Adorning everything from logos and cartoons to packaging and Olympic mascots, the giant panda has become inseparable from the image of wildlife and conservation. But although much of the world knows about the giant panda's struggle, it’s very rare to get a glimpse into their life behind zoo doors.
For this stunning photo series featured in the August issue of National Geographic magazine, photojournalist Ami Vitale has documented the lesser-known everyday life of the giant panda, caught in the midst of China’s tenacious attempts to reintroduce their presence in the wild.
As Jennifer S Holland reports for National Geographic, giant pandas appeared to have bounced back in the wild over recent years. The last giant panda population survey by the Chinese Government said there was 1,864 reported in the wild – up a sturdy 17 percent since 2003. However, many experts warn this is just a reflection of improved ways of counting, finding, and analyzing them rather than a population increase.
In the meantime, the panda’s fate lies in their breeding programs. Huge amounts of time, money and passion have gone into developing these intensive programs; a multi-forked attack of artificial insemination, computer algorithms to calculate breeding decisions, and experts dressed in panda suits to prepare the cubs for life without humans. These panda costumes are also covered in the scent of panda urine to ensure the cubs don’t get used to human contact.
The released pandas are also tagged so researchers can track their whereabouts and progress. However, the results don't always have a happy ending. As the report and photo series vividly shows, there’s an uneasy and surreal clash between the wild temperament of the panda and the artificial ways of preserving its future.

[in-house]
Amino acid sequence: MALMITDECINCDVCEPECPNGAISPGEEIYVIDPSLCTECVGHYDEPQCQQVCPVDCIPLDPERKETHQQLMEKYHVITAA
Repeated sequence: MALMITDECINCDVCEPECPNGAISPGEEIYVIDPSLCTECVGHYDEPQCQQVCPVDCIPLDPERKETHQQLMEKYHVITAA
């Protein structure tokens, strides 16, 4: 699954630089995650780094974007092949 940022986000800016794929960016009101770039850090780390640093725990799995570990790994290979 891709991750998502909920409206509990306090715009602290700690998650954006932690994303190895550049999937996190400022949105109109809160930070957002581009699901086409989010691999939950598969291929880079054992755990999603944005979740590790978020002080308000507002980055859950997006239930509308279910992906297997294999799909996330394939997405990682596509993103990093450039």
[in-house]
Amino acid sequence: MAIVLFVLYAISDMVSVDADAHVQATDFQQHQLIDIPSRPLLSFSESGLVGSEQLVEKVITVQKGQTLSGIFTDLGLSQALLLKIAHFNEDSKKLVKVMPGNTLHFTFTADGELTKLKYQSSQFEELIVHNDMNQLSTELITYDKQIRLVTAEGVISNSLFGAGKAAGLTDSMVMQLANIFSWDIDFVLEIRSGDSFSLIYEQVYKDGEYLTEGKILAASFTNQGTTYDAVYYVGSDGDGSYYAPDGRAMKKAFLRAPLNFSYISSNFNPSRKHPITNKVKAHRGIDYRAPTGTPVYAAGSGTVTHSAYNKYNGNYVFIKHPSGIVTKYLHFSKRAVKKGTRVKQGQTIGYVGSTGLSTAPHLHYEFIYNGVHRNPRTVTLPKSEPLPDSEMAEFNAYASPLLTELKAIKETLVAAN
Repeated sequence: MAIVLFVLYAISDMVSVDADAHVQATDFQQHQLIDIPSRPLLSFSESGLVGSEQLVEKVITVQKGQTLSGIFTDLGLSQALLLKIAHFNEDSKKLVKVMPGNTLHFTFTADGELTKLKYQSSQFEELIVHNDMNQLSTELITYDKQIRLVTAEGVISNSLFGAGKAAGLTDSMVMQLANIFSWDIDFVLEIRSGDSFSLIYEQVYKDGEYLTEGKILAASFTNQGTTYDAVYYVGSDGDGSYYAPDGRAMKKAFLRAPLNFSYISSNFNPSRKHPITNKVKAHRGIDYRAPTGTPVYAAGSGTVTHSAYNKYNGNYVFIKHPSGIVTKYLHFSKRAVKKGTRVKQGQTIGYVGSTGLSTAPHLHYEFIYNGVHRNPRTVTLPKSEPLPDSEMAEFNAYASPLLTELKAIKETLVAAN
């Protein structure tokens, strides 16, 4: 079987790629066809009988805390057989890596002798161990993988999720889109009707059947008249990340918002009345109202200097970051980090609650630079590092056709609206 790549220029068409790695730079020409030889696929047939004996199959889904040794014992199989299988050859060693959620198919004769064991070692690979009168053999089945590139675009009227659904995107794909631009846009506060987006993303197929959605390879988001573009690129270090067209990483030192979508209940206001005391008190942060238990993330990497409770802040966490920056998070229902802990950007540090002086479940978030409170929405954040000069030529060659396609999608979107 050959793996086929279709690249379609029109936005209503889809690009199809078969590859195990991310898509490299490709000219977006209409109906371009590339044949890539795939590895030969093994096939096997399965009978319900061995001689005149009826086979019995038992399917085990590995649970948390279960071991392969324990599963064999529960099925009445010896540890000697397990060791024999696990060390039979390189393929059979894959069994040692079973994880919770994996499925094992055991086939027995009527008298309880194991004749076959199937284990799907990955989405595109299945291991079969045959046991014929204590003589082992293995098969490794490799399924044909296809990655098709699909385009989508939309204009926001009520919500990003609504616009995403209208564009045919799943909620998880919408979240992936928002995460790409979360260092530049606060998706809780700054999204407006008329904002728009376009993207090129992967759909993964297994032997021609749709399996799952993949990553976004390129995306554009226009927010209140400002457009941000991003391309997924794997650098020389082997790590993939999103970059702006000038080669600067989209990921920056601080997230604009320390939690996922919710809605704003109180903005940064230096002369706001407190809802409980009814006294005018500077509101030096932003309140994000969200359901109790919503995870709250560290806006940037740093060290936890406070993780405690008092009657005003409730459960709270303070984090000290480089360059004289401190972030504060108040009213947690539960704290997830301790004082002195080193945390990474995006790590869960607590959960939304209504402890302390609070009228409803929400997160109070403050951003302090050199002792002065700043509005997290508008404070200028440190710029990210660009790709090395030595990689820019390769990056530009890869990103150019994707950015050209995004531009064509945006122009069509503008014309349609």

Check out the full report and more photographs on the National Geographic website, and in the August issue of National Geographic magazine.
The cover of the August issue of National Geographic magazine.
At Bifengxia, bears mate under a keeper's watch – a far cry from the privacy they have in the wild. The panda base’s operators are finding ways to allow for natural reproductive behaviors such as scent marking, mate choice, and male competition. Image credit: Ami Vitale/National Geographic
Wolong Reserve keepers transport Hua Jiao (Delicate Beauty) for a health check before she finishes “wild training”. The habitat also protects red pandas, pheasant, tufted deer, and other species that benefit from giant panda conservation. Image credit: Ami Vitale/National Geographic
Ye Ye, a 16-year-old giant panda, lounges in a wild enclosure at a conservation center in Wolong Nature Reserve. Her name, whose characters represent Japan and China, celebrates the friendship between the two nations. Ye Ye’s cub Hua Yan (Pretty Girl) is being trained for release into the wild. Image credit: Ami Vitale/National Geographic
Caretaker Li Feng cradles her precious charge by the window of Bifengxia’s panda nursery, the most popular stop for visitors touring the facilities. More than 400,000 people visit each year to glimpse and snap photos of China’s most beloved baby animals. Image credit: Ami Vitale/National Geographic